Modesto neighbor's stinky pot could be legal

snowicki@modbee.comJune 16, 2013 

Colorado Election Marijuana

A marijuana plant flourishes under grow lights at a warehouse in Denver on Tuesday, Oct. 26, 2010. More than 40 Colorado jurisdictions considering local rules on medical marijuana this election. Thanks to a new state law allowing local governments more leeway in regulating pot, voters across the state will consider proposed bans on dispensaries or commercial pot-growing operations. (AP Photo/Ed Andrieski)


    alternate textSue Nowicki
    Title: Columnist, Faith & Family reporter
    Coverage areas: Weekly consumer column, plus features and news stories
    Bio: Sue Nowicki has worked at The Bee since 1982. She earned a Bachelor of Journalism degree from The University of Missouri, Columbia, and enjoys answering readers' questions and telling their stories.
    Recent stories written by Sue

— Don't inhale.

That's what President Bill Clinton famously claimed when asked whether he'd tried marijuana — yes, but I didn't inhale.

But what if the weed is growing right next door and you can't help but inhale the odor? That's what one north Modesto resident wants to know.

The woman, who I will call Dorothy, said that last year her home began "stinking like a skunk. We checked around and found our next-door neighbor was growing several marijuana plants right along our common fence line.

"We called the police and found out it's still a federal crime, but the seven plants we could see growing wasn't enough to do anything about. Now they have a new grow starting. They have an attack dog and several suspicious people coming and going. We don't talk to these neighbors because of their violence."

Besides the potential violence, Dorothy said, there's also that distinctive smell.

"I have asthma," she said. "We shouldn't have to seal up our home to avoid a marijuana hit."

I don't think these are the kind of folks the late Mr. Rogers had in mind when he sang, "Won't you be my neighbor?"

Chris Adams, an investigator with the Modesto Police Department's narcotics enforcement team, said whether a pot investigation is started "depends on circumstances."

For one thing, marijuana reports increase at this time of the year during the growing season, he said, and the team can't investigate all of them. For another, if a resident has a state-issued medical marijuana ID card (not just one from a doctor), he or she is allowed to grow as many as six mature plants, 12 immature plants or possess 8 ounces of dried marijuana.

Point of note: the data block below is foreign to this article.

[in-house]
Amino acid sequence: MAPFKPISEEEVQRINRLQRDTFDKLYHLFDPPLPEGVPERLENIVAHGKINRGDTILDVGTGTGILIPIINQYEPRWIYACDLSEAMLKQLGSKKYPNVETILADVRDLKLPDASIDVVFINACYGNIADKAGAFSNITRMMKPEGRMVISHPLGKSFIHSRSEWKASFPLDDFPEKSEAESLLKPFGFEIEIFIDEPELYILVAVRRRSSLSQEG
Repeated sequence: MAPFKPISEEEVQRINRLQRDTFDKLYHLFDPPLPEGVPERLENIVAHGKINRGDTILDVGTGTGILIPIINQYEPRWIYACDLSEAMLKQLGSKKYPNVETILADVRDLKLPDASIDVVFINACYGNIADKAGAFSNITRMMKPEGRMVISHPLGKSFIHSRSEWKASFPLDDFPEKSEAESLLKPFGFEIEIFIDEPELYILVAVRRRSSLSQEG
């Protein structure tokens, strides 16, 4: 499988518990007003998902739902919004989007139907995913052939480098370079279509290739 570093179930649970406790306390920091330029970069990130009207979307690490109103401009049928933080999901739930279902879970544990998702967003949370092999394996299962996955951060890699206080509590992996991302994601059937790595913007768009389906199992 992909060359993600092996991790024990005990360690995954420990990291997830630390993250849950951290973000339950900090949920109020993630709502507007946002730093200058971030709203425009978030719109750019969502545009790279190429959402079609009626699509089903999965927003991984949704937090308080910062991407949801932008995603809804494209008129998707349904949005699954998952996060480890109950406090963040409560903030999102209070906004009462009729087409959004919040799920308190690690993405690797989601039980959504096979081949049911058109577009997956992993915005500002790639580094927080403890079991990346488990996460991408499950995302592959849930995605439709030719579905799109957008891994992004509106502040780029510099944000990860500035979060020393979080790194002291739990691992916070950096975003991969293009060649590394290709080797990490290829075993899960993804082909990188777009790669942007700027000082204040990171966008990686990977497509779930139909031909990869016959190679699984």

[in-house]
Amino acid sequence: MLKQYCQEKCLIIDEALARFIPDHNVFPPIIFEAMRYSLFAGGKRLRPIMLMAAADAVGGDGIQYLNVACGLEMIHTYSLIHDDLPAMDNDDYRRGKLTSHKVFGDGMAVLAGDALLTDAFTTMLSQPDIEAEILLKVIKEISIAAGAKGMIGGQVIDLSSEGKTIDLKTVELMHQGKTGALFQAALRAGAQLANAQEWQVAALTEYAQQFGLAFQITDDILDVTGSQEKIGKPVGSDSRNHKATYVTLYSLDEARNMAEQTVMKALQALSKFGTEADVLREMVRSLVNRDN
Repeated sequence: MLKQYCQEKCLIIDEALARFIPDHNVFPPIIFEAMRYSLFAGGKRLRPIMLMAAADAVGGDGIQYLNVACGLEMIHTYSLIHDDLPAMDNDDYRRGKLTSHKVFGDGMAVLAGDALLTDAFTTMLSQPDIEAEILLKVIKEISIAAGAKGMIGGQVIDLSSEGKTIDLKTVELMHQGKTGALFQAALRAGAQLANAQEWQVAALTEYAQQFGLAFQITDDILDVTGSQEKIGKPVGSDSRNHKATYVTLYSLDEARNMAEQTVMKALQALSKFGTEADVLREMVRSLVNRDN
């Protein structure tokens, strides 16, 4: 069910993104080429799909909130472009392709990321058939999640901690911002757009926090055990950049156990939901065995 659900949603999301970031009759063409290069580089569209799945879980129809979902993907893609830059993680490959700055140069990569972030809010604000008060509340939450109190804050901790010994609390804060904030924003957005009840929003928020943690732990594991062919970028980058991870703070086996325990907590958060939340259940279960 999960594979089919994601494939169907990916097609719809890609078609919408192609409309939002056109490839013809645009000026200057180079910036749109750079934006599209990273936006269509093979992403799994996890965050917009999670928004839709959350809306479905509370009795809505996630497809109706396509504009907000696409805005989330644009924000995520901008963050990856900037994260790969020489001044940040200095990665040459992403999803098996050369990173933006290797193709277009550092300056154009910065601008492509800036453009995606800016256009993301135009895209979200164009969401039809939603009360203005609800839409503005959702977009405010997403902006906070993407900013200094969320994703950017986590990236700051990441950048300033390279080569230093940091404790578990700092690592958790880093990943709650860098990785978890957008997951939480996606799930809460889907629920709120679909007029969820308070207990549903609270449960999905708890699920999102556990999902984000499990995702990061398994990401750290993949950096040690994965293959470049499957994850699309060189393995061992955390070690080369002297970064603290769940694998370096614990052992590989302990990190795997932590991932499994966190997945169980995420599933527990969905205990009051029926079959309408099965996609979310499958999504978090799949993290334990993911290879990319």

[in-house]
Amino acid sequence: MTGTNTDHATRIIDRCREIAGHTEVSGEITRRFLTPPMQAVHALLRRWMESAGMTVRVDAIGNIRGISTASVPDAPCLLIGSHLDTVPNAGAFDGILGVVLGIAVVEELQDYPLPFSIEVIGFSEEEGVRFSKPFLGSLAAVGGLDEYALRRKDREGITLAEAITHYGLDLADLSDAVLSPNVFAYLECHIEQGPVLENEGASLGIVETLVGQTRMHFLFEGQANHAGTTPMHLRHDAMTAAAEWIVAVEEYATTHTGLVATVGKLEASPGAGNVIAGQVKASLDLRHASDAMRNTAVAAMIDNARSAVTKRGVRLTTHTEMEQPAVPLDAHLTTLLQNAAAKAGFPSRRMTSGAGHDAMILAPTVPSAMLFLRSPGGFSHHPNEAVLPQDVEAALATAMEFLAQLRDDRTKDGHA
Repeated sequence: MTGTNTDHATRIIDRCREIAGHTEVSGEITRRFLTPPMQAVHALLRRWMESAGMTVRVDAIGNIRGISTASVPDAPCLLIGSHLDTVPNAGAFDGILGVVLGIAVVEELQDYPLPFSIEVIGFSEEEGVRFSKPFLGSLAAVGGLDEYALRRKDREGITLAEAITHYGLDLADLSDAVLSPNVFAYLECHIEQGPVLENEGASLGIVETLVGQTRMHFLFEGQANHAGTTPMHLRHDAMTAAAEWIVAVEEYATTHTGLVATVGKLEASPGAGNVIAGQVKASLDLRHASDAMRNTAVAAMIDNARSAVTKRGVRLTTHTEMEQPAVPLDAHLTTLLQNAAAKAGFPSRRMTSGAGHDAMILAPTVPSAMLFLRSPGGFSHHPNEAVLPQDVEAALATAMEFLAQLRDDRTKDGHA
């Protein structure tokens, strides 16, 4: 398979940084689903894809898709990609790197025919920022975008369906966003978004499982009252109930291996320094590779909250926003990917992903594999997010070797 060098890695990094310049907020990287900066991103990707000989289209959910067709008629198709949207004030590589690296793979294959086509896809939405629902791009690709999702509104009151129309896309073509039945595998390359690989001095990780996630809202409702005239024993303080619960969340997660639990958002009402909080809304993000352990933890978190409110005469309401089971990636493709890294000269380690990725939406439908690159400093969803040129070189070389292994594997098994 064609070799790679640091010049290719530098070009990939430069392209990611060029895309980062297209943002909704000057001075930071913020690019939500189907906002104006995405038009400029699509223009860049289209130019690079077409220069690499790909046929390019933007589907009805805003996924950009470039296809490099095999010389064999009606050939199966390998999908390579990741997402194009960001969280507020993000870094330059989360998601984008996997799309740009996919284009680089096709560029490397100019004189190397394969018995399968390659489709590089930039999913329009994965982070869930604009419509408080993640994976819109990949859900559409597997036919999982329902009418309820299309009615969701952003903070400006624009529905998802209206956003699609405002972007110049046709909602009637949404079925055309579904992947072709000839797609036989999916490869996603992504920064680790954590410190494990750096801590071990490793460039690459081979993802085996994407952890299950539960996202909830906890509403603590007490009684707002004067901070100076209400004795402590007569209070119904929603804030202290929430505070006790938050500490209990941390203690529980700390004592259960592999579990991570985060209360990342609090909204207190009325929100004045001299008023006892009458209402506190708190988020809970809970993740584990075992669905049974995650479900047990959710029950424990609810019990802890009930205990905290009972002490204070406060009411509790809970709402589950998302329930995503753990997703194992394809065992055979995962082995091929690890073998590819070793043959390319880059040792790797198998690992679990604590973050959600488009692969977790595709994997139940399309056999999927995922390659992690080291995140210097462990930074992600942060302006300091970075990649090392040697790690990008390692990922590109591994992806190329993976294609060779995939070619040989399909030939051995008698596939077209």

"If we investigate and see someone with six mature plants, we'll assume they probably have a state ID card," Adams said. "We may still knock on the door and ask for (proof of) compliance."

If, on the other hand, the entire back yard is filled with plants, or if someone reports that a house seems to be unoccupied, but the air conditioning is running throughout the night and the windows are blacked out, then investigators will seek a search warrant.

In the past year, there have been numerous high-profile pot busts, including raids that have netted 156 plants in south Modesto, more than 800 in Patterson and 10,000 plants growing on 20 acres south of Atwater.

Adams understands that neighbors of pot growers may not like the next-door garden or the pests it attracts.

"Granted, it's a nuisance," he said. Besides the smell, sometimes criminals who know pot is growing in a yard will jump the fence to grab it. "Sometimes, they jump over the wrong fence and get into the wrong yard," he said. "That's when we'll get involved.

"But neighbors have to understand there is some protection (for some pot growers) under the law."

Take heart, Dorothy. I've passed along your address and that of your neighbor, and Adams promised the police will investigate. I'll check back later this year to see if anything's been done.

For the rest of you who have neighbors growing the green stuff, Adams said it's best to call Crime Stoppers at (209) 521-4636. The dispatch operators taking the calls will know the right questions to ask to aid investigators in their work, he added.

Please note: You must send me your true name, address and phone number with your questions. Rarely, as in this case, I will protect identities to keep people from possible retaliation. Complaining about problems with a neighbor's cat, dog or karaoke singing, however, is not enough to justify using a pseudonym.

Send questions to Sue Nowicki at, fax to (209) 578-2207 or mail to P.O. Box 5256, Modesto 95352-5256.

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